My Math Forum Dice probability with multi-colored dice pips

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 May 28th, 2008, 03:21 PM #1 Newbie   Joined: Mar 2008 Posts: 15 Thanks: 0 Dice probability with multi-colored dice pips Mr. CRGrathouse you got me thinking about dice mechanics after discussing a six range color table a while back. Well I think I've come up with a solution to eliminate the table and just use custom made dice. A 10-sided dice with a range of pips 1-3 and of different colors (black, red, and green) just like Kismet Dice have. http://en.wikipedia.org/wiki/Image:Kismet_Die_Faces.png The 10-sided dice would be as follows: 1: * Green 2: * Green 3: * Green 4: * Green 5: * Red 6: * Black 7: ** Green 8: ** Red 9: ** Black 10: *** Black Six ones (*) pips Three twos (**) pips One three (***) pip The meachincs are dice pool based. You roll your dice pool and keep the two best dice and add them together. The number result range is 1-6 (color combos shift the results either higher or lower by one). A sword skill pool just rolling two dice would be terrible, and a sword skill pool of six dice would be good. Two green dice result in a -1 quality of result or -1QR Two red dice result in a +1 quality of result or +1 QR Two black or a mix of colors results in no shift to the result of adding the two dice together. The mathematics of only taking only the two highest dice, and the color variations are beyond me. But it does seem to be a sound method. Here is the universal table I'm trying to eliminate by using special dice. I'm not trying to replicate the percentages exactly, just the general idea behind it of haveing a range of six results that scale up/down. http://documents.scribd.com/docs/1lu...dn763w2u3p.pdf Thanks for your time.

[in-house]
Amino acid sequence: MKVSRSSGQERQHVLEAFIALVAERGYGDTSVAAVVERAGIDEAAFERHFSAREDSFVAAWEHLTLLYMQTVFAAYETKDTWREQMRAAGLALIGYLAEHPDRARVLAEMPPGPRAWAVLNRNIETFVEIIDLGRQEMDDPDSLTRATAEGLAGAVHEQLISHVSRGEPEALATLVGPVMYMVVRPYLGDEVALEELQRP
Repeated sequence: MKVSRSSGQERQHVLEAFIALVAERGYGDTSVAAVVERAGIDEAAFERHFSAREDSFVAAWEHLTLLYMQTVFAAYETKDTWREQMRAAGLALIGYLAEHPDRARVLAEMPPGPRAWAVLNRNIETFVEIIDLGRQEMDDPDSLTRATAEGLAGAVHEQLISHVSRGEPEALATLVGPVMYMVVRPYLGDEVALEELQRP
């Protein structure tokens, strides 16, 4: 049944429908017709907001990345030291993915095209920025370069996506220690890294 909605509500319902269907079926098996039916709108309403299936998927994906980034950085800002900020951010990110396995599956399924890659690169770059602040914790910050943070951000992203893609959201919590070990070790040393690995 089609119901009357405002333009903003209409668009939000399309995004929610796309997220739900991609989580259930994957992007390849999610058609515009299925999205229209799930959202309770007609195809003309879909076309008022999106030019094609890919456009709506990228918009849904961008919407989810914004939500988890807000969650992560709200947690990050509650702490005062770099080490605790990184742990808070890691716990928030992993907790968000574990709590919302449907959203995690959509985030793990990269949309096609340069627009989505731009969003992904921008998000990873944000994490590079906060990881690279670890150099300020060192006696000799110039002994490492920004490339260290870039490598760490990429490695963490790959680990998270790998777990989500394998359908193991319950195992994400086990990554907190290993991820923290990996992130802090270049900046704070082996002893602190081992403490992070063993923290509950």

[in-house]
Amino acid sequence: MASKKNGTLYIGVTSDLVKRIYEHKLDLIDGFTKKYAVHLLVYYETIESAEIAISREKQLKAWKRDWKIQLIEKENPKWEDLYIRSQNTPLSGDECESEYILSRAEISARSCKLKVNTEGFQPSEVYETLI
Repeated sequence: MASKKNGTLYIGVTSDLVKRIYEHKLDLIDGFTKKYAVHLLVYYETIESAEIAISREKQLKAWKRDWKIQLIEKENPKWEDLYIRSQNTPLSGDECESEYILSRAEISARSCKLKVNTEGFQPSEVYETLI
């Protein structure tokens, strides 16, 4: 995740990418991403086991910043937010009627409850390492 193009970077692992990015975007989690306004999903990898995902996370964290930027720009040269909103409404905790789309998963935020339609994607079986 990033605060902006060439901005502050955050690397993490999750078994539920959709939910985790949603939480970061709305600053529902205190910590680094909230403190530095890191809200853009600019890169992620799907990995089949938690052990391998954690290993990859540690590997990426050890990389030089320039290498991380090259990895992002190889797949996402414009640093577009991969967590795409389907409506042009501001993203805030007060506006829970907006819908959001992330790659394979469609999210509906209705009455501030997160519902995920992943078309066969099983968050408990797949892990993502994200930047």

May 28th, 2008, 04:04 PM #2 Senior Member   Joined: Oct 2007 From: Chicago Posts: 1,701 Thanks: 3 I'm not quite understanding this, but it seems interesting! I understand the numbering scheme, but why do we want the dice designed that way?
 May 28th, 2008, 05:07 PM #3 Newbie   Joined: Mar 2008 Posts: 15 Thanks: 0 My goal is a range from 1-6. Obviously a six sided dice does that, but I want it to be harder to get high numbers. A straight forward example to help illustrate the flow is a combat matrix. QR1 just means Quality of result 1. So if the dice add up to 3, that would be a quality of result 3 or QR3. http://documents.scribd.com/docs/2gx...606o73xbi7.pdf Many dice pool mechanics in RPGs are binary. Meaning when you roll the dice it's either a success or failure. The game might have you roll six sided dice, where 1-3 are a failure and 4-6 are a success. Almost like flipping a coin. As your skill increases, you roll more dice.
 May 28th, 2008, 10:00 PM #4 Senior Member   Joined: Oct 2007 From: Chicago Posts: 1,701 Thanks: 3 Ah! I see. Now it makes sense.